### FUNDAMENTALS OF POWER FACTOR CORRECTION

__FUNDAMENTALS OF POWER FACTOR CORRECTION__

One of the most important and yet least understood subjects in the field of transmission and distribution of electrical energy is that of Power Factor Correction and Reactive Power compensation. Through a series of informative articles, we shall shed light on the various critical aspects of power factor correction.

__WHAT IS POWER FACTOR OF AN ELECTRICAL DISTRIBUTION NETWORK?__

Electrical loads that are part of a Distribution network consume power in order to carry out their functions. Most loads such as transformers, motors, chokes, arc generators etc. work with magnetic fields are classified as inductive loads. The power consumed by these loads can be categorized into active and reactive power. Reactive power is the electrical energy used to build the magnetic field in the inductive loads.

For purely resistive loads, the voltage supplied by source and the current flowing are sinusoidal in phase and the power transferred is purely active. If the load is purely reactive, then the voltage and current are in quadrature i.e. 90 degrees out of phase, and therefore the power transferred is purely reactive. Most loads are a combination of resistive and inductive loads, and hence the current lags the voltage.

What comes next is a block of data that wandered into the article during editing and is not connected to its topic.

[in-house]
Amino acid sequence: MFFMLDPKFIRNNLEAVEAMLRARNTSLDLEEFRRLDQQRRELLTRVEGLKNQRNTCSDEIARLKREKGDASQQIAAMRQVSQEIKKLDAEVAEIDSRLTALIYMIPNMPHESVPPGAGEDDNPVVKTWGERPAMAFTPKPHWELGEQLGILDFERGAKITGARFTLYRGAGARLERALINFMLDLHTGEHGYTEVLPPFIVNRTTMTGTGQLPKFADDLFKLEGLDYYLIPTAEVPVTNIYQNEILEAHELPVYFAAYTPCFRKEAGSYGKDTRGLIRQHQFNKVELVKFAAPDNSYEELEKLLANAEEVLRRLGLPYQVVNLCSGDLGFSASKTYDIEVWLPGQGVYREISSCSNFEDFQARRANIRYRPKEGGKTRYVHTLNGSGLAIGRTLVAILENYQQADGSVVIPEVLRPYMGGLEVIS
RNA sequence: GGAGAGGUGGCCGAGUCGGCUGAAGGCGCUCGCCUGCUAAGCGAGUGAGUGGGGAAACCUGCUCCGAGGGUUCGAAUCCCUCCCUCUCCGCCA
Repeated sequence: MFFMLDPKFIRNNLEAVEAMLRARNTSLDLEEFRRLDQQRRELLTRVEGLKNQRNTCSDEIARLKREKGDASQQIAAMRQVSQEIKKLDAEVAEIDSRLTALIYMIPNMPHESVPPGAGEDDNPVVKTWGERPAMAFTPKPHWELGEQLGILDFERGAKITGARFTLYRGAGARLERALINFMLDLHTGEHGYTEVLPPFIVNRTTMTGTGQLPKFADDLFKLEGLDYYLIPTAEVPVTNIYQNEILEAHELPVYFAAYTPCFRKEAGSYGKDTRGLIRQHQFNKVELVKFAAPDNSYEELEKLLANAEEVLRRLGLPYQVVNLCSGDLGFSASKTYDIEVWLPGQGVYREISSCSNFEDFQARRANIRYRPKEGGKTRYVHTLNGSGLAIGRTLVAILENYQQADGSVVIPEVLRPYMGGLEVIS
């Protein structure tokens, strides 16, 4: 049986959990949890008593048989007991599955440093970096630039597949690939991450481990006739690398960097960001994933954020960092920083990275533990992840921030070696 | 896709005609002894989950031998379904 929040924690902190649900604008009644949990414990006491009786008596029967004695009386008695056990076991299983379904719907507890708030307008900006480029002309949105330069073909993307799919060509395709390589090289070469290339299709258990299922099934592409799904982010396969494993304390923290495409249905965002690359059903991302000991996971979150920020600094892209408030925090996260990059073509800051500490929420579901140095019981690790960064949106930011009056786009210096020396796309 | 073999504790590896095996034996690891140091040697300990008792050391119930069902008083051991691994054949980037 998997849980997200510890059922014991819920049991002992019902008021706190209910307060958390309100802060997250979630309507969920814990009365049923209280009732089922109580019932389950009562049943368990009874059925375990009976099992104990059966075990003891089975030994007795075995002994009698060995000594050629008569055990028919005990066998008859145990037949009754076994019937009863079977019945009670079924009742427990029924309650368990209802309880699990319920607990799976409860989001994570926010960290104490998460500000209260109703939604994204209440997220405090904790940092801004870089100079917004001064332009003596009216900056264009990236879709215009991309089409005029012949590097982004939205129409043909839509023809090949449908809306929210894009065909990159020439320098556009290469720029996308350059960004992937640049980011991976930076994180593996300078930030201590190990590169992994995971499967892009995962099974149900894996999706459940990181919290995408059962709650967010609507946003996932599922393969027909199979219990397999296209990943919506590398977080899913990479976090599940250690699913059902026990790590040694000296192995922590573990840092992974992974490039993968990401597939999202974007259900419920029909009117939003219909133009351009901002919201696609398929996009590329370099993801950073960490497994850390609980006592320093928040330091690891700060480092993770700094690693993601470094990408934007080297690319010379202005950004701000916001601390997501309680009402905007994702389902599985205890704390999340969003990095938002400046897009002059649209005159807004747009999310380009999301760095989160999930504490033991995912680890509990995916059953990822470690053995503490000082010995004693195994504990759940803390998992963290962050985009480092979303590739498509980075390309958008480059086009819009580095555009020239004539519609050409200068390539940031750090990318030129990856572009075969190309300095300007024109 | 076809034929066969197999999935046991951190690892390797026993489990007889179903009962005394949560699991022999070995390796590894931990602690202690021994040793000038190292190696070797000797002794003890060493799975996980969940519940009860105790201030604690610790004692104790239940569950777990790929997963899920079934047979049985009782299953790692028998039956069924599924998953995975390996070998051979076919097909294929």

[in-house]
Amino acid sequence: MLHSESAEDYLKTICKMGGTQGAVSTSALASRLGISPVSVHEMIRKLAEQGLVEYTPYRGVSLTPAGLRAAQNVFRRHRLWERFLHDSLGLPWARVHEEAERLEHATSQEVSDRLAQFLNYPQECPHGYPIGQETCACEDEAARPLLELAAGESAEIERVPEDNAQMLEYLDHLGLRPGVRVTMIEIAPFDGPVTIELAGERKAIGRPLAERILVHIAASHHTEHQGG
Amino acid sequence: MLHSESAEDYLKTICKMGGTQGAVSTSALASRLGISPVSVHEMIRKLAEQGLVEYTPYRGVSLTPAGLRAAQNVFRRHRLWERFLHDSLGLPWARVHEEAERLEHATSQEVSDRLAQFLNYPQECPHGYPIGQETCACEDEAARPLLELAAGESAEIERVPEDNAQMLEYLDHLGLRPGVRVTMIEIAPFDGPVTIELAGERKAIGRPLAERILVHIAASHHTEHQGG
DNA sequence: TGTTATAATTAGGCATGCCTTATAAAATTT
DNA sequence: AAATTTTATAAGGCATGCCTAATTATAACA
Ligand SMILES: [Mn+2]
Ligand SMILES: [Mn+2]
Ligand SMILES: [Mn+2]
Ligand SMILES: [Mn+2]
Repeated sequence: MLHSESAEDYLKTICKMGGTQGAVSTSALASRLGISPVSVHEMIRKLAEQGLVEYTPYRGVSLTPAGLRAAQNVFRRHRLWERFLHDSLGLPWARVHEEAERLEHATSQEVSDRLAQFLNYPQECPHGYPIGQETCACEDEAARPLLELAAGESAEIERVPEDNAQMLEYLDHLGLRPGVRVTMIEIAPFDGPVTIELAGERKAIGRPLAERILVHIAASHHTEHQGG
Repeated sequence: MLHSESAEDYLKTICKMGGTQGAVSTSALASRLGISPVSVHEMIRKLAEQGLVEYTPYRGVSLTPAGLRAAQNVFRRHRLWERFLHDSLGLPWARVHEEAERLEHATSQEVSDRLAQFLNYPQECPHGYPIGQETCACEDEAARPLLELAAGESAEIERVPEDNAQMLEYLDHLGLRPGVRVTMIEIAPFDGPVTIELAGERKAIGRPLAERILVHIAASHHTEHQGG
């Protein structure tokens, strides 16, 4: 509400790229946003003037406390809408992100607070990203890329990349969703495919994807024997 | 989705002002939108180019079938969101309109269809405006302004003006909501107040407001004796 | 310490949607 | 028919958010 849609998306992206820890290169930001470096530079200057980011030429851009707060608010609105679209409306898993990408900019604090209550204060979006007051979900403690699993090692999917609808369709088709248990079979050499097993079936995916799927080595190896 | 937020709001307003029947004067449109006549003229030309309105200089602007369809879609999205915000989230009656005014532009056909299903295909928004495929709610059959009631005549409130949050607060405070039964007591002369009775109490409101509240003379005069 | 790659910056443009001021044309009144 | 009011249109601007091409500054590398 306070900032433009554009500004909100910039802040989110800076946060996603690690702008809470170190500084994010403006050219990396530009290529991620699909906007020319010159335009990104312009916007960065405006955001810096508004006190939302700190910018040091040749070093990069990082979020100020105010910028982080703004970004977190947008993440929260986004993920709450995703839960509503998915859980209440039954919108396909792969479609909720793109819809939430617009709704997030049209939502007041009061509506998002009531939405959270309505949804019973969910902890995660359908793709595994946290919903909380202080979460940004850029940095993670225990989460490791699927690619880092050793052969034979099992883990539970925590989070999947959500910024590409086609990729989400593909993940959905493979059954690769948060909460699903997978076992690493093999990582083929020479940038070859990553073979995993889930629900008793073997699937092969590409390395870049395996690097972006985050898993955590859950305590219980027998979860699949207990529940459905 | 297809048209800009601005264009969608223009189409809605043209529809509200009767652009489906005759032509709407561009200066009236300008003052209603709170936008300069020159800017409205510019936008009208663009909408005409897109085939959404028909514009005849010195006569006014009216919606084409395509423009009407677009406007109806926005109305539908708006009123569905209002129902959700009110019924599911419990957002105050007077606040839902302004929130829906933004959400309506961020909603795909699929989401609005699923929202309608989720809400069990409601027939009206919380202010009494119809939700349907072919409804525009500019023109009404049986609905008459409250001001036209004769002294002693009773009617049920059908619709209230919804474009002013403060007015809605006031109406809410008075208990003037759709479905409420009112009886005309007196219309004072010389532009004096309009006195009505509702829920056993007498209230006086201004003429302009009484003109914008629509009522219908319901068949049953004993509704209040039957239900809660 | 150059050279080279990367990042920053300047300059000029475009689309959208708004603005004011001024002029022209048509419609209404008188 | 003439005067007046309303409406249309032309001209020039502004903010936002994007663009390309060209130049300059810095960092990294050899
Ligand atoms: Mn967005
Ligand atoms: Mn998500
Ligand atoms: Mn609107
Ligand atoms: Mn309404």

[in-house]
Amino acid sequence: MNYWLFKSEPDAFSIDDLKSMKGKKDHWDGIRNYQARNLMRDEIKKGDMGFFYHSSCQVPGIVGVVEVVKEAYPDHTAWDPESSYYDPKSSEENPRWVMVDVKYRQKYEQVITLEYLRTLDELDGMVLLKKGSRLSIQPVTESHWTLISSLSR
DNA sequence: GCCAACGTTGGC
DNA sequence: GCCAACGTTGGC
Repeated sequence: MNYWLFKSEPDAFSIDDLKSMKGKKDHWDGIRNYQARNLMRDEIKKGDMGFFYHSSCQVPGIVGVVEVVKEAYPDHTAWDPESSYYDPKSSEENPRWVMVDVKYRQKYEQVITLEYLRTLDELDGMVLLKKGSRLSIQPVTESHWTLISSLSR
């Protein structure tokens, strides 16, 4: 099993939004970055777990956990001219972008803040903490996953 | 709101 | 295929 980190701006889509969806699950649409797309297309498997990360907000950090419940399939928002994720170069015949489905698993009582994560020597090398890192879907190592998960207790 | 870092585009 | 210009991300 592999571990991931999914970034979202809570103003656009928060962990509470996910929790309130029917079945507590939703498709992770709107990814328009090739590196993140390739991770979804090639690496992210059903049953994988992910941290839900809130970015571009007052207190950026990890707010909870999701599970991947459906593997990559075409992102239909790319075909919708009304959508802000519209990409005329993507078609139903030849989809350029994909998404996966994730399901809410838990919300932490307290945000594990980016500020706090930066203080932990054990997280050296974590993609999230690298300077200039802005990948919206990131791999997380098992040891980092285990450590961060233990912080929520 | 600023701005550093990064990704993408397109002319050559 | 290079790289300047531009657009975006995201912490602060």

The Vector Diagram above (exhibit 1) explains the lag between active and reactive current.

The Vector Diagram above (exhibit 2) shown above describes the power drawn.

Apparent power per phase: S = V * I in kVA OR S = √3 * V * I for a 3-phase network

Active power per phase: P = V * Ia in kW OR P = √3 * V * I * cos Φ for a 3-phase network

Reactive Power per phase: Q = V * Ir in kVAR OR Q = √3 * V * I * sin Φ for a 3-phase network

The phase angle Φ, describes the lagging nature of the load and is commonly referred to as the power factor angle. Cos Φ is known as the power factor of the system.

__WHY IS POWER FACTOR COMPENSATION REQUIRED?__

The diagrams above describe the power transfer within a network without any reactive power compensation and the lag between voltage and current in the system. As a result of the lag, the system is subjected to power loss in the network, higher transformer losses, increased voltage drop in the power distribution, higher energy consumption costs and ultimately lesser active power distribution via the network.